Hugo is an orphan boy, who lives in the walls of a train station in Paris in the 1940s. His life has been difficult after his father’s death and like many of us, he is trying to find meaning and his purpose. This film is well paced, but might be too slow for younger viewers. In the end, it shows us that much like clocks, we all have our place in this world and, however small, are integral to its functioning correctly.
Don’t be worried about the over use of 3D. Though I’m tired of the format, Scorsese uses it masterfully.
I was recently in a hurry to make a 7:30 movie and didn’t have time to eat dinner beforehand. Starving, I contemplated gorging myself on Twizzlers and Sour Patch Kids from the Regal Cinema concession stand until I saw that they offered personal sized Freschetta pizzas. I figured a pizza would probably cost more than my movie ticket due to notoriously high movie theater mark-up, but I was pleased to learn that one could be had for less than $7.00. Since it would definitely take more than $7.00 worth of Reese’s Pieces to fill me up, I took the pizza plunge. After ordering it, however, I learned that it would take 6 minutes to prepare. The bow-tied worker behind the counter then informed me that I had the option of having it delivered to me in the theater if I didn’t want to wait. I was skeptical (How would they find me in the dark? Would they do the sideways shuffle down half a row if I was sitting in the middle of the theater?), but I took his offer since I was late. I walked away while still pondering my doubts and then I realized that he hadn’t even asked me what theater I’d be in. I went back to inform him, but he didn’t seem too concerned with the information.
Somehow, the pizza arrived a short time later with little drama. It tasted great and was slightly larger than a Pizza Hut Personal Pan Pizza. It turned out that instead of worrying about how the pizza would arrive, I should’ve been worried about what would happen after it got there. Eating pizza in the dark is harder than you’d think.
If you’re late for a movie, starving, and don’t feel like inhaling 3 boxes of candy, you should definitely consider the Regal Cinemas In-Theater Freschetta Pizza Delivery Service, even though the whole delivery experience is reminiscent of a scene from Enemy of the State.
Stay on the Platform
Like most of America, I went to see Avatar this weekend. I had seen a lot of press about the film, but really didn’t know what Avatar was going to be about, so I was skeptical. I enjoyed the story and the special effects, but what I really thought was amazing was the film’s visual perspective. James Cameron spent incredible amounts of time to ensure the film had depth, not just the 3D feeling of many other films, but depth perception as perceived by the human eye. Avatar is the future of film making.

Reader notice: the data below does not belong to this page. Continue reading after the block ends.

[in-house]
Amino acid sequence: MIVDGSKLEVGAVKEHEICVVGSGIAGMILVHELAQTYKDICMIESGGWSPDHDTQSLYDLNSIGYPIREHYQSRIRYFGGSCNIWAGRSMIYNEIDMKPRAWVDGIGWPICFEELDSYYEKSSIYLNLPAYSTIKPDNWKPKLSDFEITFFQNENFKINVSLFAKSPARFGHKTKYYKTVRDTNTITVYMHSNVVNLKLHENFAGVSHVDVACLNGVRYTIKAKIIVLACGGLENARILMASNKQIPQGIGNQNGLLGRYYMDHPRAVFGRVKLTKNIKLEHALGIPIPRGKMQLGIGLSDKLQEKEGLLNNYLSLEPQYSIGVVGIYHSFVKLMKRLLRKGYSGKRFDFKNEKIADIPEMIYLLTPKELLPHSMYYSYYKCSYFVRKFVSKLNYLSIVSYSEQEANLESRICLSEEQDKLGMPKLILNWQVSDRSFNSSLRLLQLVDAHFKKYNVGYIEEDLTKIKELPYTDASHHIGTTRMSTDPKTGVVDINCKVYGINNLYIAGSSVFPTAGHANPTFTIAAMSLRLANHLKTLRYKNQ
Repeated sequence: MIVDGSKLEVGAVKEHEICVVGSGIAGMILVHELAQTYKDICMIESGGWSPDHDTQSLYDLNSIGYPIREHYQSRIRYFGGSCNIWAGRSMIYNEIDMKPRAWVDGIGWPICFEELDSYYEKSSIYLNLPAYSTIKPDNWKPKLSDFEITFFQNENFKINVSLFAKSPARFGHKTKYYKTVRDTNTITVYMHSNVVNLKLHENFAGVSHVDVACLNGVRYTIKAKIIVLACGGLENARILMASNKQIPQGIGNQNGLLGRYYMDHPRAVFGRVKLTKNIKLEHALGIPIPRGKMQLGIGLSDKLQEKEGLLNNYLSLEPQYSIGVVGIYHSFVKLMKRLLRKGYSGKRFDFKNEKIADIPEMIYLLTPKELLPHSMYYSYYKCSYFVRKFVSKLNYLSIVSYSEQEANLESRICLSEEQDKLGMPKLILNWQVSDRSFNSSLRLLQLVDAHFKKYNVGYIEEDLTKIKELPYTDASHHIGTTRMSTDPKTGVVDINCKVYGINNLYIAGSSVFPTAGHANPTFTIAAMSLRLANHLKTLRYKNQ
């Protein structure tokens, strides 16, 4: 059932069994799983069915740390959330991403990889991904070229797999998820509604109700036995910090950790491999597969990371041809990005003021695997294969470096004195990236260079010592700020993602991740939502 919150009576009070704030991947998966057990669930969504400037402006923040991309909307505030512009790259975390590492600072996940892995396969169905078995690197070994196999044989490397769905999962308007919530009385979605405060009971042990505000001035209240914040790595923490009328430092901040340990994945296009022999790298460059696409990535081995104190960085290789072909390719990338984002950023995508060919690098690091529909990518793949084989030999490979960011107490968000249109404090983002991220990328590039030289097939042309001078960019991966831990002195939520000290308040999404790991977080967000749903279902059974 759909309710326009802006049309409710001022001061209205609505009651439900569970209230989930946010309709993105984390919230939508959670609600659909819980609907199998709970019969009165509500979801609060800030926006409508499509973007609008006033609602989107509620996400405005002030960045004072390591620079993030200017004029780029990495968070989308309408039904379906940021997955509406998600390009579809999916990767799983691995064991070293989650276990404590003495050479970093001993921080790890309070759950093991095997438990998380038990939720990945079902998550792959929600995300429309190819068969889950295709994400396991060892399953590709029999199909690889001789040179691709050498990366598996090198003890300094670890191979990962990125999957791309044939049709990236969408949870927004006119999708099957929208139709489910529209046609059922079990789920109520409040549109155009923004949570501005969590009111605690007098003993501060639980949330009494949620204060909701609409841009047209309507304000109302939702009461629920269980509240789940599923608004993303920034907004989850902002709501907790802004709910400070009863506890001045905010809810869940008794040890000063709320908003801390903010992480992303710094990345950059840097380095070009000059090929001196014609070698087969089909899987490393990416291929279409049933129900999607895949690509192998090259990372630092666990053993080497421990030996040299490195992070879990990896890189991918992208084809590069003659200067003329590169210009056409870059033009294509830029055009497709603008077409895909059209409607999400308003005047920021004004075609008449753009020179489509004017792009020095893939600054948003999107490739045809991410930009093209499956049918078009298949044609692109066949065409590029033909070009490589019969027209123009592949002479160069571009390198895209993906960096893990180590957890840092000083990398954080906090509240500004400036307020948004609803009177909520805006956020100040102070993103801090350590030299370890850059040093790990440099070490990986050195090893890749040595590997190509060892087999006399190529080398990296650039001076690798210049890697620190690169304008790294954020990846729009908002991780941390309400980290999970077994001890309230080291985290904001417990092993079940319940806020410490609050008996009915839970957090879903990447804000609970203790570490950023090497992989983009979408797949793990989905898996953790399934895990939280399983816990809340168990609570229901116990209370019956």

Vampire films seem to be all around these days, so it’s nice to find one with a new spin. This film is by Korean director Chan-wook Park. It features a story about a priest, who through an experiment, begins to act on carnal pleasures. This IS a love story, just not one you might be expecting. Can you be parasitic and remain humane? How far will love go?
This film had a limited release on Nov 25 playing at 111 theaters. So, chances are you haven’t seen it yet. Fortunately, we here at TruthTrain.com were able to see the film prior to its release. Uneasy feelings emerged in many who read the novel by Cormack McCarthy when Charlize Theron was featured prominently in the trailers. I can assure you that this is merely a studio ploy to get viewers. The film focuses on the travels of Viggo Mortensen (Man) and Kodi Smit-McPhee (Boy) on The Road, with memories of a life now passed. Both parts are well cast and acted; they deserve the coming accolades. The cinematography displays the bleak tone of the novel continually throughout, which makes for a heavy, but enriched viewing. This film is one of best of the year.
Oh, and Viggo sports an impressive beard. Shout out to Whiskerino.
Jason Statham plays his part well. Let’s face it; we all know what we are getting into with most of his films. I like them. It’s a guy’s movie with guns, girls and artificial hearts. No complaints from me. Don’t expect it to rock your world, just enjoy the mayhem.
Stay on the Platform
R. Patts, usually a good actor, continues to play the brooding Edward Cullen; however, his perfomance here is disappointing. Additionally, the story line seems sparse at best. New Moon is worth the rent, as your girlfriend will likely want to watch it. So take one for the team and redeem your points at a later date.
Stay on the Platform